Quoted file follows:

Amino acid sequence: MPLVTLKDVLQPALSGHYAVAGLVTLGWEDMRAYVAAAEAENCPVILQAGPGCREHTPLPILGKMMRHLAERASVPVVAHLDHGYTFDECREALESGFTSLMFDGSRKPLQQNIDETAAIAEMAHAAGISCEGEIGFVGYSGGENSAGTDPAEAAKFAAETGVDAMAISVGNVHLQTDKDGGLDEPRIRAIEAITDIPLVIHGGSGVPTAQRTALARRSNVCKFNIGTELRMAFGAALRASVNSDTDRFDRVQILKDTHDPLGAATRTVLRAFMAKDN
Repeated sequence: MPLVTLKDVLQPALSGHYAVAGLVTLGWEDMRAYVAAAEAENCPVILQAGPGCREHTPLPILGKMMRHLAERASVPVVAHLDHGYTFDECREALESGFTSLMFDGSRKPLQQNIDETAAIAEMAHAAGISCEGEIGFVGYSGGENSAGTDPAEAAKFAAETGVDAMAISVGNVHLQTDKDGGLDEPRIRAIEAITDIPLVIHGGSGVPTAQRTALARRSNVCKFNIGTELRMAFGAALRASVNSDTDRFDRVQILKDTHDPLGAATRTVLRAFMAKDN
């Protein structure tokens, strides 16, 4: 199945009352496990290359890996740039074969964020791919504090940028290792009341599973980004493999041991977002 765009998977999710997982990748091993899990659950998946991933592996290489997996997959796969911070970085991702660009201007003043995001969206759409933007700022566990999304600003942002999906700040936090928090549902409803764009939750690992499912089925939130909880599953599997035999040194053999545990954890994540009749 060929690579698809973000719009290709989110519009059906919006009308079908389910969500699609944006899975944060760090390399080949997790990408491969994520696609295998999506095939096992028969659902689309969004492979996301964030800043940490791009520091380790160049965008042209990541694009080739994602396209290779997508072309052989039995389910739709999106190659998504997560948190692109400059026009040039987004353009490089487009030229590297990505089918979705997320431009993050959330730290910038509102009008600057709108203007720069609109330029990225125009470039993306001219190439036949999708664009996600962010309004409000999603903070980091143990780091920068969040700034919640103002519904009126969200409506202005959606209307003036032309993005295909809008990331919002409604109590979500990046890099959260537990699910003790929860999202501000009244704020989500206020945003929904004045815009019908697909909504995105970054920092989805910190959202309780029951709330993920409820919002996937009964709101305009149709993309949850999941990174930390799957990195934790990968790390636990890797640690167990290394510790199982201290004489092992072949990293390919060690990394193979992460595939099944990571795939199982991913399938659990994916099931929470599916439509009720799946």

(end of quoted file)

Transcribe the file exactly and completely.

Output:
Amino acid sequence: MPLVTLKDVLQPALSGHYAVAGLVTLGWEDMRAYVAAAEAENCPVILQAGPGCREHTPLPILGKMMRHLAERASVPVVAHLDHGYTFDECREALESGFTSLMFDGSRKPLQQNIDETAAIAEMAHAAGISCEGEIGFVGYSGGENSAGTDPAEAAKFAAETGVDAMAISVGNVHLQTDKDGGLDEPRIRAIEAITDIPLVIHGGSGVPTAQRTALARRSNVCKFNIGTELRMAFGAALRASVNSDTDRFDRVQILKDTHDPLGAATRTVLRAFMAKDN
Repeated sequence: MPLVTLKDVLQPALSGHYAVAGLVTLGWEDMRAYVAAAEAENCPVILQAGPGCREHTPLPILGKMMRHLAERASVPVVAHLDHGYTFDECREALESGFTSLMFDGSRKPLQQNIDETAAIAEMAHAAGISCEGEIGFVGYSGGENSAGTDPAEAAKFAAETGVDAMAISVGNVHLQTDKDGGLDEPRIRAIEAITDIPLVIHGGSGVPTAQRTALARRSNVCKFNIGTELRMAFGAALRASVNSDTDRFDRVQILKDTHDPLGAATRTVLRAFMAKDN
């Protein structure tokens, strides 16, 4: 199945009352496990290359890996740039074969964020791919504090940028290792009341599973980004493999041991977002 765009998977999710997982990748091993899990659950998946991933592996290489997996997959796969911070970085991702660009201007003043995001969206759409933007700022566990999304600003942002999906700040936090928090549902409803764009939750690992499912089925939130909880599953599997035999040194053999545990954890994540009749 060929690579698809973000719009290709989110519009059906919006009308079908389910969500699609944006899975944060760090390399080949997790990408491969994520696609295998999506095939096992028969659902689309969004492979996301964030800043940490791009520091380790160049965008042209990541694009080739994602396209290779997508072309052989039995389910739709999106190659998504997560948190692109400059026009040039987004353009490089487009030229590297990505089918979705997320431009993050959330730290910038509102009008600057709108203007720069609109330029990225125009470039993306001219190439036949999708664009996600962010309004409000999603903070980091143990780091920068969040700034919640103002519904009126969200409506202005959606209307003036032309993005295909809008990331919002409604109590979500990046890099959260537990699910003790929860999202501000009244704020989500206020945003929904004045815009019908697909909504995105970054920092989805910190959202309780029951709330993920409820919002996937009964709101305009149709993309949850999941990174930390799957990195934790990968790390636990890797640690167990290394510790199982201290004489092992072949990293390919060690990394193979992460595939099944990571795939199982991913399938659990994916099931929470599916439509009720799946």